Man Pleads Guilty To Hacking Celebrity Nudes
Prosecutors say Ryan Collins hacked over a hundred accounts, including those of celebrities, acquiring personal data and nude photos
UPDATE: Collins has entered his guilty plea, PennLive reports. The Department of Justice previously offered him a plea deal in which prosecutors would recommend he serve a 18 months in prison. Prosecutors say he faces up to $250,000 in fines.
Originally published March 15, 2016.
A Pennsylvania man has pleaded guilty to criminal hacking after being charged with hacking more than 100 Apple and Gmail accounts, obtaining both nude photos and unnamed celebrities’ data.
Ryan Collins, 36, from Lancaster, Pennsylvania, stands charged of illegally accessing at least 50 iCloud and 72 Gmail accounts, belonging to more than 100 people, most of whom were female celebrities, prosecutors said Tuesday.
Investigators said that they have no direct evidence that Collins’ stolen photos were uploaded as part of the so-called “Fappening,” also known as “Celebgate”—the 2014 frenzy in which a number of hackers and voyeurs began one-upping each other by uploading hacked photos of female celebrities to 4Chan message boards. A few months later, police raided the home of a Chicago man suspected of helping share those photos.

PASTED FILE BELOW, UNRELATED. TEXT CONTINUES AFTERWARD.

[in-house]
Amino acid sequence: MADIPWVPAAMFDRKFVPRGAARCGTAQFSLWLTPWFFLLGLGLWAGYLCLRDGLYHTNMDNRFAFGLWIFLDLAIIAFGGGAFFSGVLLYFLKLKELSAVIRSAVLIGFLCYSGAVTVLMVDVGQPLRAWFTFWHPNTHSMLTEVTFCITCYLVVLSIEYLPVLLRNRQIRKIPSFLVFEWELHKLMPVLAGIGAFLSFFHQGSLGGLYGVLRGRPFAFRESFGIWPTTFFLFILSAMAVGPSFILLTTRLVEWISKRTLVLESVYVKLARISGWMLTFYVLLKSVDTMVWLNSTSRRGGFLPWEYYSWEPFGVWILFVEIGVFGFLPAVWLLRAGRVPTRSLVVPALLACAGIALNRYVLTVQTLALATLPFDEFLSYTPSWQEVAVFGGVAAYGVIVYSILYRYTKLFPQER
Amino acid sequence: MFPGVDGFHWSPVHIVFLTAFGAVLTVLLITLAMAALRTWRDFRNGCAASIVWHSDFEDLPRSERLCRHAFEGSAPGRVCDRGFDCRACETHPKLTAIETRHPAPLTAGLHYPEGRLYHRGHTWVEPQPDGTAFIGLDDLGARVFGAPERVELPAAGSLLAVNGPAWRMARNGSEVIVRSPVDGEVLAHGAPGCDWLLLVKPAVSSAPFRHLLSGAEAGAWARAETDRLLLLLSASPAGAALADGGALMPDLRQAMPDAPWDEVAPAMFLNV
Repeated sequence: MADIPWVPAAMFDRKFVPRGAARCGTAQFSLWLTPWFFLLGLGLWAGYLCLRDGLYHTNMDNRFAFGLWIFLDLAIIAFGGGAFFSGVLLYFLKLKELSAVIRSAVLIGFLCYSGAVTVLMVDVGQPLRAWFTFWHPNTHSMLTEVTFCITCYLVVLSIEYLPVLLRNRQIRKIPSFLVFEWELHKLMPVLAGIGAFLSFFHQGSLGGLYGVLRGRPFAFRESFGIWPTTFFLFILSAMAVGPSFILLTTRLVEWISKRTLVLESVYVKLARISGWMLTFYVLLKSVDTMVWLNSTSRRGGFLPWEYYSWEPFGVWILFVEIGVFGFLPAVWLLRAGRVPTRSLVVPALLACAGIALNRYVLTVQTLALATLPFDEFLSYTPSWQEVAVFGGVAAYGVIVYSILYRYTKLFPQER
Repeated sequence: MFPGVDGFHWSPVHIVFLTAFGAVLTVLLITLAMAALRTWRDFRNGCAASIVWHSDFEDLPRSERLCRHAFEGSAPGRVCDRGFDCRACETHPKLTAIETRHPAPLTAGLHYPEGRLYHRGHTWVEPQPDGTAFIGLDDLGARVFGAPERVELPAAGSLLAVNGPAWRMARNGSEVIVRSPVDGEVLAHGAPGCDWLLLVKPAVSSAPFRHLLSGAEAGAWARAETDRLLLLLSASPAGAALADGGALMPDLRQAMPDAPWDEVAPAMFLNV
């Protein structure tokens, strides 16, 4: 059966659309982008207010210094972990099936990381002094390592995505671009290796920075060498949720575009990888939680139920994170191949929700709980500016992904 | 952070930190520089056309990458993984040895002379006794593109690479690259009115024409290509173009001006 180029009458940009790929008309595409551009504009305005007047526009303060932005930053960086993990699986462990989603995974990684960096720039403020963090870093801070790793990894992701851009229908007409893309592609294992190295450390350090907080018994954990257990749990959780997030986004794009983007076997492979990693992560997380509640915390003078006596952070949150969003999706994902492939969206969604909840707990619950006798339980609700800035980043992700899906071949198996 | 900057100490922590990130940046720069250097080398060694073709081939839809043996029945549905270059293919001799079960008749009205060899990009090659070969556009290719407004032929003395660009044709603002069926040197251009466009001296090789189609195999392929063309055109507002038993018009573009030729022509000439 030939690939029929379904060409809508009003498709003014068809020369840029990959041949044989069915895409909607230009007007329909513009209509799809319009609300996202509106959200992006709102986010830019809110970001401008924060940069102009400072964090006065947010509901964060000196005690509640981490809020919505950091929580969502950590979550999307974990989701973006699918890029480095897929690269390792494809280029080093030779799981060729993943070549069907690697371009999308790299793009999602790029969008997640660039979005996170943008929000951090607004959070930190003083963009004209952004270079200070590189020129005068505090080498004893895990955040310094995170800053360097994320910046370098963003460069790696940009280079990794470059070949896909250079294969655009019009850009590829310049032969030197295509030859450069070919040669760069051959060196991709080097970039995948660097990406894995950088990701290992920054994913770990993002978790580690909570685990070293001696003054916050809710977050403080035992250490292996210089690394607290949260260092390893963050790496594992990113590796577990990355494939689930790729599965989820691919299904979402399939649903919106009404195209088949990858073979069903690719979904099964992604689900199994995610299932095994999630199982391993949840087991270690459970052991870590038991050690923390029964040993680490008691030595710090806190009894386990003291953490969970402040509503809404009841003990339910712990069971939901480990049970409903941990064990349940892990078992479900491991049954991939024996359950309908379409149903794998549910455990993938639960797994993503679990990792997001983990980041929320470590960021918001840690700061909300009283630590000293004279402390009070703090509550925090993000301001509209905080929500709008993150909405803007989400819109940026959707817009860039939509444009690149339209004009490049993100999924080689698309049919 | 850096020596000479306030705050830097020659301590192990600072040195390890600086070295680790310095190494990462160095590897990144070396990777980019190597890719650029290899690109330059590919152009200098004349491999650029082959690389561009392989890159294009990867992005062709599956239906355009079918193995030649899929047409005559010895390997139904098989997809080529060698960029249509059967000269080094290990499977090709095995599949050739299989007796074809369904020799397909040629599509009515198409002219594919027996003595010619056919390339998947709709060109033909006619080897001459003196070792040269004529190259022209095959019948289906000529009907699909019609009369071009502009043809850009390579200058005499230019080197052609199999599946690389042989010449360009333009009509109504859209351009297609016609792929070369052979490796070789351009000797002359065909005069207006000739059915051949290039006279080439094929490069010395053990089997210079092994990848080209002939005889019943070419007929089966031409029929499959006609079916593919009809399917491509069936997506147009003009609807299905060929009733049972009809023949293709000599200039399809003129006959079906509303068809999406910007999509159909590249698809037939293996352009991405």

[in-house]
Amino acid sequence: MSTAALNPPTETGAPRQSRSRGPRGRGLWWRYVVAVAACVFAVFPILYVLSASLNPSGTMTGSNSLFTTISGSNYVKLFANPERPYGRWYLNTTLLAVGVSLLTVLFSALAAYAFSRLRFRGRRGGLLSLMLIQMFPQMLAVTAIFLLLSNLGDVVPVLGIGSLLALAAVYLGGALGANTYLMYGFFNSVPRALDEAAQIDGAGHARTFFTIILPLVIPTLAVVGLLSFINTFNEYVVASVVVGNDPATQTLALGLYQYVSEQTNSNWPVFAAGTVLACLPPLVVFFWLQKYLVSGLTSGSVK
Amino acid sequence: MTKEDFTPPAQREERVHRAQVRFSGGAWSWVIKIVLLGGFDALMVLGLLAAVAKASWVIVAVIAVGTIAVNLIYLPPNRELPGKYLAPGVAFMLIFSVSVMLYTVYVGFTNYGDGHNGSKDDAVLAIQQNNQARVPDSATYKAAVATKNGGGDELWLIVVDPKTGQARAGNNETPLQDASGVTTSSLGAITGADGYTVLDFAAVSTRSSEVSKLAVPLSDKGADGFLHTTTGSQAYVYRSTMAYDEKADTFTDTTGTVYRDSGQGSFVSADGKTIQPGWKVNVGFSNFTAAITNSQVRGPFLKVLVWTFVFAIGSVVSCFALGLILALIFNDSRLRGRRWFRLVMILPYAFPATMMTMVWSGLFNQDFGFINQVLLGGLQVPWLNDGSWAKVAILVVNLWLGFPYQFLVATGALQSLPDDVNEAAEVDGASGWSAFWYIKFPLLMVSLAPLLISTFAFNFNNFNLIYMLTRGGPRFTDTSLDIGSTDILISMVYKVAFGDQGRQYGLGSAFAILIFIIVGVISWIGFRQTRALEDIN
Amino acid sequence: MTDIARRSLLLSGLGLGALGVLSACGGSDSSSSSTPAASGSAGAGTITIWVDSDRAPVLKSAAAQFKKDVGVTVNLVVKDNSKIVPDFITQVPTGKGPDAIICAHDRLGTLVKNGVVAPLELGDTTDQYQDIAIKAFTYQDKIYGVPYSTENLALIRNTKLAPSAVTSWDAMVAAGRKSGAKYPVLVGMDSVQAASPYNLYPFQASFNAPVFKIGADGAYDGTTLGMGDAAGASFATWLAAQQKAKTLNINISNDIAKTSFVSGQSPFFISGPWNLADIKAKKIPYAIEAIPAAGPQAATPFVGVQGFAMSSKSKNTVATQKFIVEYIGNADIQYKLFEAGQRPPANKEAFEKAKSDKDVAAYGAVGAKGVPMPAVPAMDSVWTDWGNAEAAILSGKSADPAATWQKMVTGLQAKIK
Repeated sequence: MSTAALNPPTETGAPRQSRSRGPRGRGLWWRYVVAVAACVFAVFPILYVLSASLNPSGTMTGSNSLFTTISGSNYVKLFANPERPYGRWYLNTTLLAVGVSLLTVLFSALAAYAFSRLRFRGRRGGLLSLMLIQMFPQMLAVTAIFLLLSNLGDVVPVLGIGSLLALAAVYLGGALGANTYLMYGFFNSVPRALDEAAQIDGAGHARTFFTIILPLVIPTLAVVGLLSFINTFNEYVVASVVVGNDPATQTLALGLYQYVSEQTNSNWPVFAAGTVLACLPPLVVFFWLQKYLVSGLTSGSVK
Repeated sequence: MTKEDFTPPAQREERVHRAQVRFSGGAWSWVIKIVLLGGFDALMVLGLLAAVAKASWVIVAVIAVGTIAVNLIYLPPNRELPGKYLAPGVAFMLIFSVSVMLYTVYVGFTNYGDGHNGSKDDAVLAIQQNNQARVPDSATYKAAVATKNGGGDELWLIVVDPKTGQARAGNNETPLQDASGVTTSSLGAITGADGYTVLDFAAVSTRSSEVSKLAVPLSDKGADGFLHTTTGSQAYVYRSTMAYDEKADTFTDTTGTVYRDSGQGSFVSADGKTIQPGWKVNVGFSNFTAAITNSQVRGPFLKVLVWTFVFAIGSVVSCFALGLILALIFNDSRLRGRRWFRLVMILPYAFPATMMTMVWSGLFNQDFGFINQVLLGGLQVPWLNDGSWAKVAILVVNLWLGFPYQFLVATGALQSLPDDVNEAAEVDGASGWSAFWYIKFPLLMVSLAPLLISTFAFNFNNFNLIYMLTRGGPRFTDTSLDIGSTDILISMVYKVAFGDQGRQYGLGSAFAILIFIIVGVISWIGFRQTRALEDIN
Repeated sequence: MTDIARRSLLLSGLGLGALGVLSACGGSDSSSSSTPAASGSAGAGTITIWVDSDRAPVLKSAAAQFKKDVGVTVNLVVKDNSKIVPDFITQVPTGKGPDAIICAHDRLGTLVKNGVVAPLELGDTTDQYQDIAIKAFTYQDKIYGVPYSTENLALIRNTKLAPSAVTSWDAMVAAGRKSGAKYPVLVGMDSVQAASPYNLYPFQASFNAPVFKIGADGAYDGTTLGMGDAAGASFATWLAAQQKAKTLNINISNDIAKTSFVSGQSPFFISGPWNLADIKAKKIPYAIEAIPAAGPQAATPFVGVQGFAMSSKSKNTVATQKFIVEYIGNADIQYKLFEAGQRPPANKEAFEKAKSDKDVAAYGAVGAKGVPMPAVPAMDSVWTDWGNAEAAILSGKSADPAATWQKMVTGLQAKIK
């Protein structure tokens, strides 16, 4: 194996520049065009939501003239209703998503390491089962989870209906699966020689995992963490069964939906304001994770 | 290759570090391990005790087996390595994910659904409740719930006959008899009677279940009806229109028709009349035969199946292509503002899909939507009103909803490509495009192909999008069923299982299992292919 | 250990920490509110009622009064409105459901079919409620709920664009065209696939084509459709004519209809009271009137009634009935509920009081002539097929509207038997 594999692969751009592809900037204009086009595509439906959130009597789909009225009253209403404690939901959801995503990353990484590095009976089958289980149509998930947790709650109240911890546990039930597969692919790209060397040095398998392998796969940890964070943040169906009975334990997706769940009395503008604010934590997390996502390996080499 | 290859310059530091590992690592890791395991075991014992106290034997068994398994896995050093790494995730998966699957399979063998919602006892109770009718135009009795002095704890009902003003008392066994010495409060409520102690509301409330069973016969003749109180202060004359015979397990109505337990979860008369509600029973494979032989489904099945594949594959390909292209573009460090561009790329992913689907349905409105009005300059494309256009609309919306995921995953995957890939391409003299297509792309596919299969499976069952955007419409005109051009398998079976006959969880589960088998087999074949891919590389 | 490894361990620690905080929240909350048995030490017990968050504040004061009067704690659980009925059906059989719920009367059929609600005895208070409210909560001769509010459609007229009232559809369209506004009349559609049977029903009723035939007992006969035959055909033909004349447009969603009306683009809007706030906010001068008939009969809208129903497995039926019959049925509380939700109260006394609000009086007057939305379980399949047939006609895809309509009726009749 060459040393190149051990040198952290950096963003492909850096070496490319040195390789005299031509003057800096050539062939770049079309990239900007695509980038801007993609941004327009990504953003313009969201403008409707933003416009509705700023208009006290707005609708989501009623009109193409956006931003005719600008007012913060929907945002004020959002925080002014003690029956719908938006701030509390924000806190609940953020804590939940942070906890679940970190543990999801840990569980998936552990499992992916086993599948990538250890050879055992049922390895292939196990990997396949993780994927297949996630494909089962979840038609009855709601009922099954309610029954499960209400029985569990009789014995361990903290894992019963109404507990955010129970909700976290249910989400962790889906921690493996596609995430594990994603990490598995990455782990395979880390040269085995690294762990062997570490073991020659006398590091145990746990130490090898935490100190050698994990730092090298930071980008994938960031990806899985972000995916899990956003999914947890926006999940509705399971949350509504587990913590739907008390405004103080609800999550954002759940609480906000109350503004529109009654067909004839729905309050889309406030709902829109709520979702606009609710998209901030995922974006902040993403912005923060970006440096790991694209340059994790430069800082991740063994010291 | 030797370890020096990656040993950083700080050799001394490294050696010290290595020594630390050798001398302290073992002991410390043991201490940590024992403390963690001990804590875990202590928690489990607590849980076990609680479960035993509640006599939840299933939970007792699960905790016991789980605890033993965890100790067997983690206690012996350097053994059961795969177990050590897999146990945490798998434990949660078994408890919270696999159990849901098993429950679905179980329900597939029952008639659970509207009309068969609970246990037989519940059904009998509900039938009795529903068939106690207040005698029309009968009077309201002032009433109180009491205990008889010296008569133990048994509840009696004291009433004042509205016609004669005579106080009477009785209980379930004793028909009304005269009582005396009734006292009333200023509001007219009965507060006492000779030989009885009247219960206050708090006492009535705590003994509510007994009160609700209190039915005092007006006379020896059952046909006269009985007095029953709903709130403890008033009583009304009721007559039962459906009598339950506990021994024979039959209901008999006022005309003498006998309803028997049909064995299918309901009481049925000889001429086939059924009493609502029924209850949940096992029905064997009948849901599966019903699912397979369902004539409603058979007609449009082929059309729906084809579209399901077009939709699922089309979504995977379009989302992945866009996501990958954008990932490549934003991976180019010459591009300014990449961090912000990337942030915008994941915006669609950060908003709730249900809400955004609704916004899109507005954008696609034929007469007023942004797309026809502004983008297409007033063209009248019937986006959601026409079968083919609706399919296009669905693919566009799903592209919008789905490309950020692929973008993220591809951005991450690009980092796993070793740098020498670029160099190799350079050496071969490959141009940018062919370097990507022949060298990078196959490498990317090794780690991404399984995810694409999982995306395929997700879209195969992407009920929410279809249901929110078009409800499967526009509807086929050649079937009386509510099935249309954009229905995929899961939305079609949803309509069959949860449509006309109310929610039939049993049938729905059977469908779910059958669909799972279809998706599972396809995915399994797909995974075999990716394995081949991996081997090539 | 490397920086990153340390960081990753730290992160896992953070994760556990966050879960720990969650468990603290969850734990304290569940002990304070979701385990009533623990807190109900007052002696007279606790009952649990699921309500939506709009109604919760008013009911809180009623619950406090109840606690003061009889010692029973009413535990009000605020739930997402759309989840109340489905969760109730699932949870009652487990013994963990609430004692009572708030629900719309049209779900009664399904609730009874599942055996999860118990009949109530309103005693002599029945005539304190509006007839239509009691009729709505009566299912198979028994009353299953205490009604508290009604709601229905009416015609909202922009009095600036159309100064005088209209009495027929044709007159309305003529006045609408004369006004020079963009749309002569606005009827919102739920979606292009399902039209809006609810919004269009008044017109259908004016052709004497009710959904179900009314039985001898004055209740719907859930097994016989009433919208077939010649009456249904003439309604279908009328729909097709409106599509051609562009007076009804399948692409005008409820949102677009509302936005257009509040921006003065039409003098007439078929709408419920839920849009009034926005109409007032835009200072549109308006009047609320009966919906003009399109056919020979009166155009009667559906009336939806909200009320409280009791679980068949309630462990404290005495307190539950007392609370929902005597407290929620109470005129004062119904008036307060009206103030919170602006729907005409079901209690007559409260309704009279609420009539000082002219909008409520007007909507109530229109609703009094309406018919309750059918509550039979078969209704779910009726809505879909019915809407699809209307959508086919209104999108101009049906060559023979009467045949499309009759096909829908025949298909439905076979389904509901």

A representative for the Department of Justice refused to comment on whether Collins’ photos were among those widely shared in 2014, and reiterated to Vocativ that “we have no evidence that he posted any of the pics that he stole.” However, the title of the DOJ Office of Public Affair’s PDF file of the plea agreement, “Celebgate – Collins plea agreement,” does suggest some connection between the hacked files and the widespread sharing of celebrity nudes.
Collins targeted celebrities and he used methods common among Fappening hackers, prosecutors said. His methods revolved around creating fake email accounts that appeared to be sent from a site’s help desk, then asking for a user’s credentials. If a victim bit, Collins was free to rummage around their stored files.
With his victims who used Apple products, prosecutors said, Collins would use a software program that allows anyone with an Apple ID and password to download a user’s entire iCloud backup. One such program called EPPB, developed for law enforcement, was a mainstay among the Fappening’s principal voyeurs.
Collins agreed to a plea deal in exchange for prosecutors’ recommendation that he receive only 18 months in prison, instead of the maximum charge of five years.